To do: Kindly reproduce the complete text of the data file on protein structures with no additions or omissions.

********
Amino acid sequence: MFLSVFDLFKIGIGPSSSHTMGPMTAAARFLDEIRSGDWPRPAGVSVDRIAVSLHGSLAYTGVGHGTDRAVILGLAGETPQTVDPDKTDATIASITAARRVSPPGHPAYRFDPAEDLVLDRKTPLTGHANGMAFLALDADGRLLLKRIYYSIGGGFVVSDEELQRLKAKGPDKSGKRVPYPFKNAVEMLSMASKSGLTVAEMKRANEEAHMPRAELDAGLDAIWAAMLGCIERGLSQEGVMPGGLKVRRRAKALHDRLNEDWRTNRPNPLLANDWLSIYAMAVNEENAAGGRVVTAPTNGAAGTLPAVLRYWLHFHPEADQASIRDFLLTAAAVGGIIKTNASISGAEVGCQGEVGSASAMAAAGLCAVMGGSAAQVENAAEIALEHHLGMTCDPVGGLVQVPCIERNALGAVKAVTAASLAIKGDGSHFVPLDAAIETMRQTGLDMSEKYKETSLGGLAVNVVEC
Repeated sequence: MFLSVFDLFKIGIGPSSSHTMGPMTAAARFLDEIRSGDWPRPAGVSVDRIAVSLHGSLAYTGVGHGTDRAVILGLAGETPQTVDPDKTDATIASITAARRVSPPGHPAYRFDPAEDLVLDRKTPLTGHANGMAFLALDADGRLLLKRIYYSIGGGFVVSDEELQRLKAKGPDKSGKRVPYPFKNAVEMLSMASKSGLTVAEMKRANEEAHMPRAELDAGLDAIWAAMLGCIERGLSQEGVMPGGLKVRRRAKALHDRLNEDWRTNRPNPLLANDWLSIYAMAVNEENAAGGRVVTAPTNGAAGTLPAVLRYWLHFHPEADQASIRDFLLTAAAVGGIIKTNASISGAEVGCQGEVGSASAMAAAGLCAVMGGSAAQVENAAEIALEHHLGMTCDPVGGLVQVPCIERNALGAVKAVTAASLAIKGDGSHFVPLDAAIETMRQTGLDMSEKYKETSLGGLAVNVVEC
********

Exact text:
Amino acid sequence: MFLSVFDLFKIGIGPSSSHTMGPMTAAARFLDEIRSGDWPRPAGVSVDRIAVSLHGSLAYTGVGHGTDRAVILGLAGETPQTVDPDKTDATIASITAARRVSPPGHPAYRFDPAEDLVLDRKTPLTGHANGMAFLALDADGRLLLKRIYYSIGGGFVVSDEELQRLKAKGPDKSGKRVPYPFKNAVEMLSMASKSGLTVAEMKRANEEAHMPRAELDAGLDAIWAAMLGCIERGLSQEGVMPGGLKVRRRAKALHDRLNEDWRTNRPNPLLANDWLSIYAMAVNEENAAGGRVVTAPTNGAAGTLPAVLRYWLHFHPEADQASIRDFLLTAAAVGGIIKTNASISGAEVGCQGEVGSASAMAAAGLCAVMGGSAAQVENAAEIALEHHLGMTCDPVGGLVQVPCIERNALGAVKAVTAASLAIKGDGSHFVPLDAAIETMRQTGLDMSEKYKETSLGGLAVNVVEC
Repeated sequence: MFLSVFDLFKIGIGPSSSHTMGPMTAAARFLDEIRSGDWPRPAGVSVDRIAVSLHGSLAYTGVGHGTDRAVILGLAGETPQTVDPDKTDATIASITAARRVSPPGHPAYRFDPAEDLVLDRKTPLTGHANGMAFLALDADGRLLLKRIYYSIGGGFVVSDEELQRLKAKGPDKSGKRVPYPFKNAVEMLSMASKSGLTVAEMKRANEEAHMPRAELDAGLDAIWAAMLGCIERGLSQEGVMPGGLKVRRRAKALHDRLNEDWRTNRPNPLLANDWLSIYAMAVNEENAAGGRVVTAPTNGAAGTLPAVLRYWLHFHPEADQASIRDFLLTAAAVGGIIKTNASISGAEVGCQGEVGSASAMAAAGLCAVMGGSAAQVENAAEIALEHHLGMTCDPVGGLVQVPCIERNALGAVKAVTAASLAIKGDGSHFVPLDAAIETMRQTGLDMSEKYKETSLGGLAVNVVEC